December 2010. Well, Baby Boomers, here we are at the cusp, having taking a long, long journey to get here. We're going to turn 65 next year. What?!
One of my favorite lines in literature comes from Billy Pilgrim's grandmother on her death bed. She beckons Billy Pilgrim to her side. He thinks she will have something profound so say--and so she does, but not in the way he wants. "How did I get to be so old?" Her tone is clearly plaintive.
How did I get to be so old? Today at lunch I mentioned that "my people" were going to turn 65 next year. "What do you mean by 'your people.'?" asked my great-niece, now 12 years old. And thus a little history lesson leaped forth from my head like Aphrodite abirth in the foam.
"America's men were at war as a result of the bombing of Pearl Harbor on December 7, 1941 until the bombing of Hiroshima and Nagasaki in August 1945. With the end of the war, men marched home by the thousands and thousands, meeting wives, finding wives, and making babies. Beginning in June 1946 those little bundles began the huge birth explosion, creating the largest baby boom in American history and finally ending in 1965.
Some of us were born in the first half of 1946, but in my graduation class of 1964, only a handful in comparison to that vast number of June-December-borns. My mother lived in San Diego, where my father was stationed in the Navy. As soon as she learned she was pregnant, she headed home to Shreveport, LA. My grandmother accompanied her to the doctor one day. The lady sitting next to her asked what was wrong with her little girl. "Why, she's eight months pregnant," my grandmother declared. My mother was tiny and had a tiny baby.
Thus, the beginning of the Baby Boom, changing statistics forever in American history: building schools, colleges. Then Vietnam came along, our war, our social conscious, our shame, our loss of victory. My mother, ever the patriot, urged my brother to go to Canada if his number was called. And his lot was next, but the end of the war, the photo showing Vietnamese hanging on the helicopter forever burnished in our memories. A war that caused generations to collide. A war that caused one set of Americans to spit on another. My brother never had to go.
And afterward, we documented our behavior. Perhaps the most all-inclusive movie about our generation is Tom Hanks' award winning Forest Gump.
Another disturbing movie of the time was , an anti-material things movie.
Tom Cruise shows the horror of coming home disfigured in , Born on the Fourth of July. Or, The Deer Hunter with damaged veterans.
Another movie showed the Boomer disdain for those age 30 and over (ha!). One book and movie (can't remember title) has those oldsters placed in compounds and safely out of the way, so they can rule the day. But every day ends and the leader turns 30 and faces his turn in the shade.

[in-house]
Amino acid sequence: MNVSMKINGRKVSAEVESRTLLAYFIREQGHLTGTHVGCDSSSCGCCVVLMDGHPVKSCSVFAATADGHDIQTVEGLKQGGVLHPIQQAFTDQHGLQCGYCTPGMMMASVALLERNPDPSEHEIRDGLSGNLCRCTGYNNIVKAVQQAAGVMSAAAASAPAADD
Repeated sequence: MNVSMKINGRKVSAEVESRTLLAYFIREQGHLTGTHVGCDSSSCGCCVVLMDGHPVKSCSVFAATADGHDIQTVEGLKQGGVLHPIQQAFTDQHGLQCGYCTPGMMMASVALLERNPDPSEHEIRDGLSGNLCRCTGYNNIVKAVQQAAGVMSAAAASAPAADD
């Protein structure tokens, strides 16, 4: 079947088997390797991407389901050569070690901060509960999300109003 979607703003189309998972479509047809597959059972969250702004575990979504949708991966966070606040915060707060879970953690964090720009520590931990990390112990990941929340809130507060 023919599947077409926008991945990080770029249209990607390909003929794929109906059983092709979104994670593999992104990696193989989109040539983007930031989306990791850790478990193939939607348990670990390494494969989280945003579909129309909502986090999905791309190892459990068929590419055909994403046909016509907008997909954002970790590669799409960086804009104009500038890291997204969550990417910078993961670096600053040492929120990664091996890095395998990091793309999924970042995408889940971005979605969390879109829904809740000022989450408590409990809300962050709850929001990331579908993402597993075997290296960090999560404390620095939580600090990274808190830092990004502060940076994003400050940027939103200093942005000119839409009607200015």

And "free love" and integration and civil rights. Bra burning, divorce, freedom, freedom, freedom, and then entrapment in that freedom. What did we do with that freedom? We changed the world. Yes, we really did. Remember the Beatles and the protest from adults they wrought? One thing leads to another. Drugs, mind-bending, overdosing, chemical fry-outs. Entrapment in the freedom.
But African Americans had the right they should have had all along: the right to a better and equal education. Women earned the right to be doctors, bankers, anything they wanted to be--and loaded with stress. Freedom.
This isn't where I meant to go when I started. I'm a Baby Boomer. I was a teacher. I made a difference and I'm about to retire from my librarian job--
When I turned 64 (am I really talking about myself who thought I would never grow old), I constantly sang that Beatles song to myself as consolation: "Will you still feed me, will you still need me when I'm 64?" Well, no is the answer. I'm no longer married and revel in that freedom but am sometimes overwhelmed in its entrapment of less income. Will I still feed me, will I still need me when I'm 65?
Books on my very ambitious TBR list (*denotes read)
- *Reading Magic: Why Reading Aloud to our Children Will Change Their Lives Forever by Mem Fox
- The Odd Women by George Gissing
- The Zen of Fish by Trevor Corson
- How to Get Your Child to Love Reading by Esme Raji Codell
- The Cod Tale by Mark Kurlansky
- In This House of Brede by Rumer Godden
- *Joan of Arc by Mark Twain
- Dag Hammarskjold by Elizabeth Rider Montgomery
- The Wisdom in the Hebrew Alphabet by Rabbi Michael L. Munk
- Children of Strangers by Lyle Saxon
- Spiritual Writings by Flannery O'Connor
- Nightmares and Visions: Flannery O'Connor and the Catholic Grotesque by Gilbert H. Muller
- The Violent Bear It Away by Flannery O'Connor
- Flannery O'Connor's South by Robert Coles
- Wise Blood by Flannery O'Connor
- Sylvanus Now by Donna Morrissey
- *Vincent de Paul by Margaret Ann Hubbard
- Reading Lolita in Tehran by Azar Nafisi
- A Briefer History of Time by Stephen Hawking
- The Library at Night by Alberto Manguel
- Readicide by Kelly Gallagher
- *Ruined by Paula Morris
- Say You're Not One of Them by Uwem Akpan
- Wandering Star by J.M.G. Le Clezio
- Silence by Shusaku Endo
- *The Assault by Harry Mulisch
- Kari's Saga by Robert Jansson
- *The German Mujahid by Boualem Sansal
- Western Skies by Joseph Conrad
- *The Giver by Lois Lowery
- *Imperium by Ryszard Kapuscinski